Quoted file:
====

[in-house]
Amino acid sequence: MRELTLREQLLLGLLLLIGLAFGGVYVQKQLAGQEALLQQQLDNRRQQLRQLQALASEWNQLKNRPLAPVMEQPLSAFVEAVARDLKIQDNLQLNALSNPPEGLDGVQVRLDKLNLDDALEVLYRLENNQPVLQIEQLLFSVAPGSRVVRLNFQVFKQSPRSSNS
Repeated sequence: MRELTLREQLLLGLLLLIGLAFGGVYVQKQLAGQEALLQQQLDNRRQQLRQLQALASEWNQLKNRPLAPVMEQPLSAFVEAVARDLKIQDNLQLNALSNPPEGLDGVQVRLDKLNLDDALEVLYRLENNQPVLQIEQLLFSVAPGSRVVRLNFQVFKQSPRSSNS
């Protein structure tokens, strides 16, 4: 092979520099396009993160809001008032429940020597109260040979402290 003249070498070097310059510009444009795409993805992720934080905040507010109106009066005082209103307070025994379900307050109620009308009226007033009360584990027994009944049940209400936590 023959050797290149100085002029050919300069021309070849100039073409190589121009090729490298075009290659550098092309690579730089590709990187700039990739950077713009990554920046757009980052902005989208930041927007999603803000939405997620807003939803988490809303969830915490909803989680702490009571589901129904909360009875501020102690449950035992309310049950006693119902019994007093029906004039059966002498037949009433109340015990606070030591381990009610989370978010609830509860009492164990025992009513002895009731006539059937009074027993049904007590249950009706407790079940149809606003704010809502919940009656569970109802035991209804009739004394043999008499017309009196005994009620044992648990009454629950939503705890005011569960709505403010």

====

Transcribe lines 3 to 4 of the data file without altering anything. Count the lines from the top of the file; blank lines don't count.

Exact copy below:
Repeated sequence: MRELTLREQLLLGLLLLIGLAFGGVYVQKQLAGQEALLQQQLDNRRQQLRQLQALASEWNQLKNRPLAPVMEQPLSAFVEAVARDLKIQDNLQLNALSNPPEGLDGVQVRLDKLNLDDALEVLYRLENNQPVLQIEQLLFSVAPGSRVVRLNFQVFKQSPRSSNS
């Protein structure tokens, strides 16, 4: 092979520099396009993160809001008032429940020597109260040979402290 003249070498070097310059510009444009795409993805992720934080905040507010109106009066005082209103307070025994379900307050109620009308009226007033009360584990027994009944049940209400936590 023959050797290149100085002029050919300069021309070849100039073409190589121009090729490298075009290659550098092309690579730089590709990187700039990739950077713009990554920046757009980052902005989208930041927007999603803000939405997620807003939803988490809303969830915490909803989680702490009571589901129904909360009875501020102690449950035992309310049950006693119902019994007093029906004039059966002498037949009433109340015990606070030591381990009610989370978010609830509860009492164990025992009513002895009731006539059937009074027993049904007590249950009706407790079940149809606003704010809502919940009656569970109802035991209804009739004394043999008499017309009196005994009620044992648990009454629950939503705890005011569960709505403010």